Why do explorers still take risks to reach the Poles, even when most ‘firsts’ have been claimed and records broken? Avid Pole-seeker and featured contributor Leon McCarron explains.

When I was 10, I wanted to go to the South Pole. When I was 15, I decided that I’d like to go to the North Pole too. As yet, I haven’t done either. It’s taken me 31 years to even make it to the Arctic. While it’s not quite to the top of the planet, this year, I journey further north than ever before.

From Longyearbyen, the main town on the biggest island of the Svalbard archipelago, I step onto a boat and sail west out of the ice fjord towards open water, then north through a channel with Spitsbergen island on one side and Prince Charles Foreland on the other.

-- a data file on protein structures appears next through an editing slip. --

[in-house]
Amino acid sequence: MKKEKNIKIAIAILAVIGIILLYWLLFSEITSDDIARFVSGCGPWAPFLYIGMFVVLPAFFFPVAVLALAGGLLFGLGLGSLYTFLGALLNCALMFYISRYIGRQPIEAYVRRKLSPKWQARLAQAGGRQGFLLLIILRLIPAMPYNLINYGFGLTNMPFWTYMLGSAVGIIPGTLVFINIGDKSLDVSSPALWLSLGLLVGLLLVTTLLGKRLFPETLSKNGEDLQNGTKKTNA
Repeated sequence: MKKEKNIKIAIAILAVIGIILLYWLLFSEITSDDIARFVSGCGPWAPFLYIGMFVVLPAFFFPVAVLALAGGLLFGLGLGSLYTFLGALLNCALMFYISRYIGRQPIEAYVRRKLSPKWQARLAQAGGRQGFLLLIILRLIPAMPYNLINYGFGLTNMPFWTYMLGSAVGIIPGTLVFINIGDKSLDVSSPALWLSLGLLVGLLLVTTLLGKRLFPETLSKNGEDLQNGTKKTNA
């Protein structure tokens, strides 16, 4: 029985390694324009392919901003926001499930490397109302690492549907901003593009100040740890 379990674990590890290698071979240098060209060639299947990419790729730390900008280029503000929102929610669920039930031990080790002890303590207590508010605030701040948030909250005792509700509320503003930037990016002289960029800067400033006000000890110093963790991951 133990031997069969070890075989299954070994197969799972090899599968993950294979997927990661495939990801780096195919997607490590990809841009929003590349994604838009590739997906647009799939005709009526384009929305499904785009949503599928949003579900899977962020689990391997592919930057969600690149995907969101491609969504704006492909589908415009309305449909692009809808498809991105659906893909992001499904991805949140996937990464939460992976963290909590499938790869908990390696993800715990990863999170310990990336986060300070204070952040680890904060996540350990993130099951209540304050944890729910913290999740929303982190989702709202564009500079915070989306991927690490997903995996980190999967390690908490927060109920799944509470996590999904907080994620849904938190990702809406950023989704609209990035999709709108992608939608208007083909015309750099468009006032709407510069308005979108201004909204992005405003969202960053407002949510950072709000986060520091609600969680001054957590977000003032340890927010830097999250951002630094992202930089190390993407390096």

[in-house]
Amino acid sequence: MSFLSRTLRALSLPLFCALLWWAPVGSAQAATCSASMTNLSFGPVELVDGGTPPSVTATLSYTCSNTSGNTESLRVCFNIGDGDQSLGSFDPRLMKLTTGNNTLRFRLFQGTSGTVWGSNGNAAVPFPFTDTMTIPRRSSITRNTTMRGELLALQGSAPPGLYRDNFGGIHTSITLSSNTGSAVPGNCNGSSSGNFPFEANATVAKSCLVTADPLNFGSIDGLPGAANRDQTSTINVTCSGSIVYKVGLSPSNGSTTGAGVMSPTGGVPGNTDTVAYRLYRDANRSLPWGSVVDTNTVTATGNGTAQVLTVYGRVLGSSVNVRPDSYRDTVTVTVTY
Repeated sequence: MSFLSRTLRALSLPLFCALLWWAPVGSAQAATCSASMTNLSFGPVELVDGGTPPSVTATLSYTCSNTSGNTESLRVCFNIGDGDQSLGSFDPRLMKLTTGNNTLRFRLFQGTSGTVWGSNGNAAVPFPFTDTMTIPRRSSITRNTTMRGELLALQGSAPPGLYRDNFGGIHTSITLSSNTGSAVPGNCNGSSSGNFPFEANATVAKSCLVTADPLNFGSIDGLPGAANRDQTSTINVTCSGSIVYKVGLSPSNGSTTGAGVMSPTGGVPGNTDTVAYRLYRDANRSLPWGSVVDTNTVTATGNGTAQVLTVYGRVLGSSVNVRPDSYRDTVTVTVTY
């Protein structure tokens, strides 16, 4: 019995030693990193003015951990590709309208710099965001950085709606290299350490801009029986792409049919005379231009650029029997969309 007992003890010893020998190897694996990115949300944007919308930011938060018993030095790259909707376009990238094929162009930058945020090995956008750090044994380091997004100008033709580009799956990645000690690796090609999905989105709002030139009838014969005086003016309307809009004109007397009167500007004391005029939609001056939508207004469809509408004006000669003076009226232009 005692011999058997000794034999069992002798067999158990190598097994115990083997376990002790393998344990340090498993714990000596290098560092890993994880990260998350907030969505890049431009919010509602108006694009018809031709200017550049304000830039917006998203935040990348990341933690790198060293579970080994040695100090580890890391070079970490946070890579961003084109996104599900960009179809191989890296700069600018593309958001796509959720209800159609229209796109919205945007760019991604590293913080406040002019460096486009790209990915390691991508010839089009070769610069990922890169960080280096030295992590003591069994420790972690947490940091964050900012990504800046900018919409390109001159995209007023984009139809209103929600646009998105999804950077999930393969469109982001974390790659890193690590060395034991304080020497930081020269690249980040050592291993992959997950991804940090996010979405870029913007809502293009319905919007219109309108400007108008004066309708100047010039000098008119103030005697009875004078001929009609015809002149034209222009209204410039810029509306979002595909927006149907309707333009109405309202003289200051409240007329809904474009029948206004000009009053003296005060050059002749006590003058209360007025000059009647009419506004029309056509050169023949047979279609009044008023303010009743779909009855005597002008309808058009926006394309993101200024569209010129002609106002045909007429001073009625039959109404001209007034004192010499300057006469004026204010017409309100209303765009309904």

I’m traveling with a film crew from Northern Ireland, and we’re here to follow in the footsteps of Lord Dufferin who, in the 1850s, had sailed from Scotland to Svalbard. He was an early adventure tourist rather than an explorer, but his journey was nevertheless one of guts and gall and sheer bloody-mindedness; and indeed, one driven by the desire to see the great empty wildernesses that lie at the ends of the world.